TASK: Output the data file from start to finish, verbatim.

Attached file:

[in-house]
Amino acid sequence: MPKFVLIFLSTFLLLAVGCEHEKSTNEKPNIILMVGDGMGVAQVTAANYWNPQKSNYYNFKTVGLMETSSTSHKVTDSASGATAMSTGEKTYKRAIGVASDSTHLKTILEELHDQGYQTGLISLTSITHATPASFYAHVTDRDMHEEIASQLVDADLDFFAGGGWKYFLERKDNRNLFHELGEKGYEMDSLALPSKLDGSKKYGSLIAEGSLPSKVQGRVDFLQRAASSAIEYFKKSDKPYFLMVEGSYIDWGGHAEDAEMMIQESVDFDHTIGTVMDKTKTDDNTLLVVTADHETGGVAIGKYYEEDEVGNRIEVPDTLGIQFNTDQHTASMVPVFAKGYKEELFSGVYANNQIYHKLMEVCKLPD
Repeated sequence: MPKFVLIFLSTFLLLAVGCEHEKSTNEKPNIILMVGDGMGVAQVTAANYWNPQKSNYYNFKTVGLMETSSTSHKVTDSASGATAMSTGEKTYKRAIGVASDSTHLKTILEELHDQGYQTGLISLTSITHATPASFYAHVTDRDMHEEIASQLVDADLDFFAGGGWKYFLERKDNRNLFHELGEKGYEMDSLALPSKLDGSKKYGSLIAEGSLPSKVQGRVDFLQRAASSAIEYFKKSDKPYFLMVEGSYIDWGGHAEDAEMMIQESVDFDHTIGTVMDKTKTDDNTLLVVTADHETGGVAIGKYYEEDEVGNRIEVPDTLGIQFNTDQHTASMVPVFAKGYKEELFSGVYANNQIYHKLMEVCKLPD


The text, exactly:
[in-house]
Amino acid sequence: MPKFVLIFLSTFLLLAVGCEHEKSTNEKPNIILMVGDGMGVAQVTAANYWNPQKSNYYNFKTVGLMETSSTSHKVTDSASGATAMSTGEKTYKRAIGVASDSTHLKTILEELHDQGYQTGLISLTSITHATPASFYAHVTDRDMHEEIASQLVDADLDFFAGGGWKYFLERKDNRNLFHELGEKGYEMDSLALPSKLDGSKKYGSLIAEGSLPSKVQGRVDFLQRAASSAIEYFKKSDKPYFLMVEGSYIDWGGHAEDAEMMIQESVDFDHTIGTVMDKTKTDDNTLLVVTADHETGGVAIGKYYEEDEVGNRIEVPDTLGIQFNTDQHTASMVPVFAKGYKEELFSGVYANNQIYHKLMEVCKLPD
Repeated sequence: MPKFVLIFLSTFLLLAVGCEHEKSTNEKPNIILMVGDGMGVAQVTAANYWNPQKSNYYNFKTVGLMETSSTSHKVTDSASGATAMSTGEKTYKRAIGVASDSTHLKTILEELHDQGYQTGLISLTSITHATPASFYAHVTDRDMHEEIASQLVDADLDFFAGGGWKYFLERKDNRNLFHELGEKGYEMDSLALPSKLDGSKKYGSLIAEGSLPSKVQGRVDFLQRAASSAIEYFKKSDKPYFLMVEGSYIDWGGHAEDAEMMIQESVDFDHTIGTVMDKTKTDDNTLLVVTADHETGGVAIGKYYEEDEVGNRIEVPDTLGIQFNTDQHTASMVPVFAKGYKEELFSGVYANNQIYHKLMEVCKLPD